that filed the cross-claims in the first place, and there is nothing unusual or heterodox about the counterclaims. Even if the arbitrators erred in their application of the law of privilege, such an error would not require that the arbitration award be set aside. See Fairchild & Co., Inc. v. Richmond Fredericksburg & Potomac R.R. Co., 516 F. Supp. 1305, 1314 (D.D.C. 1981); Washington-Baltimore Newspaper Guild, Local 35, v. Washington Post Company, 442 F.2d 1234, 1239, 143 U.S. App. D.C. 210 (D.C. Cir. 1971).
Johnston Lemon goes on to claim that these arbitrators not only erred but "manifestly disregarded" the law. The claim is not supported by the record. If the "manifest disregard" doctrine has any currency in this Circuit, see, Kanuth v. Prescott, Ball & Turben, Inc., 949 F.2d 1175, 1178, 292 U.S. App. D.C. 319 (D.C. Cir. 1991), the party seeking to rely upon it must at least establish that the arbitrators appreciated the existence of a governing legal principle but expressly decided to ignore it. Id. at 1182; Merrill Pierce Fenner & Smith, Inc. v. Bob Kerr, 808 F.2d 930 (2nd Cir. 1986).
The arbitration panel, indeed, did not specify what law they applied -- nor were they required to do so.
Johnston Lemon's second claim is that the arbitration panel exceeded its powers by purporting to require the amendment of certain required NASD reports to the extent the reports contained language of which the panel disapproved. That claim may be moot because it appears that Johnston Lemon did not consider that the order actually required it to do anything. In any event, there appears to be precedent for the issuance of such orders by NASD arbitration panels, and Johnston Lemon does not make a persuasive case that such an order exceeds the powers of an NASD arbitration panel.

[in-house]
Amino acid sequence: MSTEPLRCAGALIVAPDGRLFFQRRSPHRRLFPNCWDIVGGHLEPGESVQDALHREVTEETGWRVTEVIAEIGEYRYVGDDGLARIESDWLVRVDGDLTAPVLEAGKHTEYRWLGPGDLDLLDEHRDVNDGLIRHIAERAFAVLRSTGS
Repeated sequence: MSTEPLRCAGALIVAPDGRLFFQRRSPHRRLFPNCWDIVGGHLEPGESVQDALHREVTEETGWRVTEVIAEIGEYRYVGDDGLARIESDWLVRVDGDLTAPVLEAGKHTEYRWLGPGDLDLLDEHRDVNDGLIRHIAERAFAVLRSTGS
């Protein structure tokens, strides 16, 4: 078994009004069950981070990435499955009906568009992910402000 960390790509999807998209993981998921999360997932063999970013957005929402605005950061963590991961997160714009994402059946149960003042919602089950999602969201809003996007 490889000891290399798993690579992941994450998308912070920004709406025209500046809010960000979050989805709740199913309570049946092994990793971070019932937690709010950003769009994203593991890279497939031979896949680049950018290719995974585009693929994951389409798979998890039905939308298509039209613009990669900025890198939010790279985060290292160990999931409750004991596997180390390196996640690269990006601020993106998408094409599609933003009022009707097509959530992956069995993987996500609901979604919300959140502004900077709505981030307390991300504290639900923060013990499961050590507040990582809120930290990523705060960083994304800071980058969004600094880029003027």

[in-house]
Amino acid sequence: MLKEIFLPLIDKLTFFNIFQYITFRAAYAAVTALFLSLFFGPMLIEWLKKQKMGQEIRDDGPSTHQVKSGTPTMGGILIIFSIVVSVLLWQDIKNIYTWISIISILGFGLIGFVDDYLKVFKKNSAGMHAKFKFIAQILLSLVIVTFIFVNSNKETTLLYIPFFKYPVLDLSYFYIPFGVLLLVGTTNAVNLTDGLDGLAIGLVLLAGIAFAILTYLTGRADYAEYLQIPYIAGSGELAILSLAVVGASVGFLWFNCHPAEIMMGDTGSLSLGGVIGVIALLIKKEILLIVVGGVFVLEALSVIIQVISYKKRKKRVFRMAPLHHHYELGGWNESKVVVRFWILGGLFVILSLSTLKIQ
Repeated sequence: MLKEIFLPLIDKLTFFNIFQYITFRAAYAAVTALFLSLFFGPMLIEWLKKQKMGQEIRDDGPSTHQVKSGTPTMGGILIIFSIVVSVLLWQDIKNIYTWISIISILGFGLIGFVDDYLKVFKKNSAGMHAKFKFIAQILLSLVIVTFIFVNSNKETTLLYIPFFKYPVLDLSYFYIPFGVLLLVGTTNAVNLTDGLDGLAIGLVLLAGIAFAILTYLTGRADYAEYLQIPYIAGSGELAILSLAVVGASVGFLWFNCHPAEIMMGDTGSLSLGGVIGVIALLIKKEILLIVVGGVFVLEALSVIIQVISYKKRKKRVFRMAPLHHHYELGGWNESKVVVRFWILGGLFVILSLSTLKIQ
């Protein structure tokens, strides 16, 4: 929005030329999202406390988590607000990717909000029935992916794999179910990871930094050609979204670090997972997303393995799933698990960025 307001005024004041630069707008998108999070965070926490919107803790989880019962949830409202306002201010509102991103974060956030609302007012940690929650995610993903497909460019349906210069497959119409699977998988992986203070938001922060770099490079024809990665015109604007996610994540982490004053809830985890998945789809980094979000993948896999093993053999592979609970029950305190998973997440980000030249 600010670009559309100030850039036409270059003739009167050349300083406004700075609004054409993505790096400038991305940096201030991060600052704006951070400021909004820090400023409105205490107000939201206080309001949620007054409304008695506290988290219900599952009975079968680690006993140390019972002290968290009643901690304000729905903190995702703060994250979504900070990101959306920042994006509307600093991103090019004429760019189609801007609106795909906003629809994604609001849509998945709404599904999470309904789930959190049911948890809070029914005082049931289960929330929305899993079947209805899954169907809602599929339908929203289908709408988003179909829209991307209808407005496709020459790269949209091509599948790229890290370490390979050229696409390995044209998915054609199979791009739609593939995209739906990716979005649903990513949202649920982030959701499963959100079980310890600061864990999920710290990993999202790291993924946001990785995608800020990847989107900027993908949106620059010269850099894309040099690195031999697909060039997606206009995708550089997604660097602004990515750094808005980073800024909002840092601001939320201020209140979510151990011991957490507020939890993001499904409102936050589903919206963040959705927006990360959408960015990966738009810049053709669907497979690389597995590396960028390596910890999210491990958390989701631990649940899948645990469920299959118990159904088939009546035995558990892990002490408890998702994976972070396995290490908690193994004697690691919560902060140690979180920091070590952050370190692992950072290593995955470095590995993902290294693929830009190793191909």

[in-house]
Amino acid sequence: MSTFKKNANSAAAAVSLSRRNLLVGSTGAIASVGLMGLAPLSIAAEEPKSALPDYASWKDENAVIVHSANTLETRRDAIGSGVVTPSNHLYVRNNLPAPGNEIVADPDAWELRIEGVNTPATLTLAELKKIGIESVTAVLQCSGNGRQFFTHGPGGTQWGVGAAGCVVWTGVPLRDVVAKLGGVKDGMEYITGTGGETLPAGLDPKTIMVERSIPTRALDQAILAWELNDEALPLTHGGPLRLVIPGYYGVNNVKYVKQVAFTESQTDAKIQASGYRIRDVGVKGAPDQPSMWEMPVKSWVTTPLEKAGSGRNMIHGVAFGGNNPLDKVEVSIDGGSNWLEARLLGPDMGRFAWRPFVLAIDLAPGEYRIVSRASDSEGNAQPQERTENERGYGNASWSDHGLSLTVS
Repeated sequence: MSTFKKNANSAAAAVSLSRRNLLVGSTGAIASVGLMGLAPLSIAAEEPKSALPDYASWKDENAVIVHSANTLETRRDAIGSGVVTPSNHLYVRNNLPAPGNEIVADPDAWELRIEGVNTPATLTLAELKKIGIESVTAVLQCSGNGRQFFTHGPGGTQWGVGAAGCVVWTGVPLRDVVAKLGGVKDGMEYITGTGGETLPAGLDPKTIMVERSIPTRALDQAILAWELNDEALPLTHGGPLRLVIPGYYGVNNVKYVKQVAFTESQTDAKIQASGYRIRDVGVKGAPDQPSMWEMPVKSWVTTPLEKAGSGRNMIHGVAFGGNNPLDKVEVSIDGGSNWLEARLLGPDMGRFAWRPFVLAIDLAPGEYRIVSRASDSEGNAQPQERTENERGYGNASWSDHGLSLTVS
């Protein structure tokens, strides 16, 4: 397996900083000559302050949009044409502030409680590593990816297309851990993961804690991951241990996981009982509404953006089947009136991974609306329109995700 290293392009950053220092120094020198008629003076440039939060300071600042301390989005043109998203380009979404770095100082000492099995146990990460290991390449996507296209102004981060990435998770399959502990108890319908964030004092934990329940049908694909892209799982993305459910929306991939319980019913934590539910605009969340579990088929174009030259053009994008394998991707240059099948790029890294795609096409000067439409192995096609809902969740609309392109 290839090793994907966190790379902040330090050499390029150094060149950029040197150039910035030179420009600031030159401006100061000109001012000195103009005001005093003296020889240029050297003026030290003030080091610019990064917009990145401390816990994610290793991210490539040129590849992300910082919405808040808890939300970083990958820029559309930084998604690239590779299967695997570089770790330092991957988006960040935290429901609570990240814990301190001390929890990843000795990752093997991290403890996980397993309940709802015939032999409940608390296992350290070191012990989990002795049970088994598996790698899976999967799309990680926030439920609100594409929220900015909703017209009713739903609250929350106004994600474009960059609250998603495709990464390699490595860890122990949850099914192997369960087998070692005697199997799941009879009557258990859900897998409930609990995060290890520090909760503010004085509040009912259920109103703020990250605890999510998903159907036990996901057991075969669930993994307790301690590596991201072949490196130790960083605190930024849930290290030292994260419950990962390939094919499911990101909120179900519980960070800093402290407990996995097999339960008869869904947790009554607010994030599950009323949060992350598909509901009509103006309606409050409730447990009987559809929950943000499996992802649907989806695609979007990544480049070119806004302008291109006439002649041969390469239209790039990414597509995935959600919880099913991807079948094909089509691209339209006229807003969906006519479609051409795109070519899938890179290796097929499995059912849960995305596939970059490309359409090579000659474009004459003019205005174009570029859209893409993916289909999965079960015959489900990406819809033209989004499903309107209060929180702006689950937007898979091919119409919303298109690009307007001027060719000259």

Plaintiff's third claim, made belatedly, is that Stanley H. Ragle, the chairman of the arbitration panel, improperly failed to disclose a significant past adversarial relationship between his former employer, Ferris Baker Watts Inc., and Johnston Lemon, thereby violating NASD Code of Arbitration Procedure § 23(a)(2) et seq. Ragle was in fact retired from Ferris Baker Watts prior to his appointment as an arbitrator and prior to the development of the contentious issues between his former employer and Johnston Lemon. It appears only that an NASD form reporting his retirement was filed late. It was not Ragle's responsibility to file the form. In any event, Johnston Lemon's counsel was personally familiar with the dispute between Johnston Lemon and Ferris Baker Watts. The references to Ferris Baker Watts that did appear in Ragle's statement of qualifications put counsel and Johnston Lemon on notice. Any further inquiries should have been made then.
This memorandum repeats in a more formal fashion the reasons announced at the close of oral arguments on April 18, 1995, for the Court's order issued April 19, 1995, denying Johnston Lemon's motion to vacate the challenged arbitration award.
Date: May 3, 1995.
United States District Judge